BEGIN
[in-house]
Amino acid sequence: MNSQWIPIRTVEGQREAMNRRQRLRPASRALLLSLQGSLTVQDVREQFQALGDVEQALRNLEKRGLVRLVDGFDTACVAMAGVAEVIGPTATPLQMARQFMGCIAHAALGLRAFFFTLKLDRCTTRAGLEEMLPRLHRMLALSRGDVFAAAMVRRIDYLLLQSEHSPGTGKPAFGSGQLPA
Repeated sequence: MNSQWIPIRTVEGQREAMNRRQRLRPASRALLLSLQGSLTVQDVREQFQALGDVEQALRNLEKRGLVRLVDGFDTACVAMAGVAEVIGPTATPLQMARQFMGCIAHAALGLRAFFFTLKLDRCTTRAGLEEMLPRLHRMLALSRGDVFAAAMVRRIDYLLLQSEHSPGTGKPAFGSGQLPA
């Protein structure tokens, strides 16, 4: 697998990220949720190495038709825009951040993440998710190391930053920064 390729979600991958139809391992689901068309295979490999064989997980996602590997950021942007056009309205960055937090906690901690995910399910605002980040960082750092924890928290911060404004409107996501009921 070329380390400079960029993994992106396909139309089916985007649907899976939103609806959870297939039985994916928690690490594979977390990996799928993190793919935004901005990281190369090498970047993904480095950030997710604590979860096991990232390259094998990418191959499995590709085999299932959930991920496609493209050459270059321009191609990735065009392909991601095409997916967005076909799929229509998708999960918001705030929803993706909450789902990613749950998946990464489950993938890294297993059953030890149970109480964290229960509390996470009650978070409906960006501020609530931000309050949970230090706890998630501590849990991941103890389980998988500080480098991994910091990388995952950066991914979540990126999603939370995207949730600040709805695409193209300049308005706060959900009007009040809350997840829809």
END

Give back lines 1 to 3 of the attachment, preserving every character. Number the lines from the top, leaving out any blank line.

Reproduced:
[in-house]
Amino acid sequence: MNSQWIPIRTVEGQREAMNRRQRLRPASRALLLSLQGSLTVQDVREQFQALGDVEQALRNLEKRGLVRLVDGFDTACVAMAGVAEVIGPTATPLQMARQFMGCIAHAALGLRAFFFTLKLDRCTTRAGLEEMLPRLHRMLALSRGDVFAAAMVRRIDYLLLQSEHSPGTGKPAFGSGQLPA
Repeated sequence: MNSQWIPIRTVEGQREAMNRRQRLRPASRALLLSLQGSLTVQDVREQFQALGDVEQALRNLEKRGLVRLVDGFDTACVAMAGVAEVIGPTATPLQMARQFMGCIAHAALGLRAFFFTLKLDRCTTRAGLEEMLPRLHRMLALSRGDVFAAAMVRRIDYLLLQSEHSPGTGKPAFGSGQLPA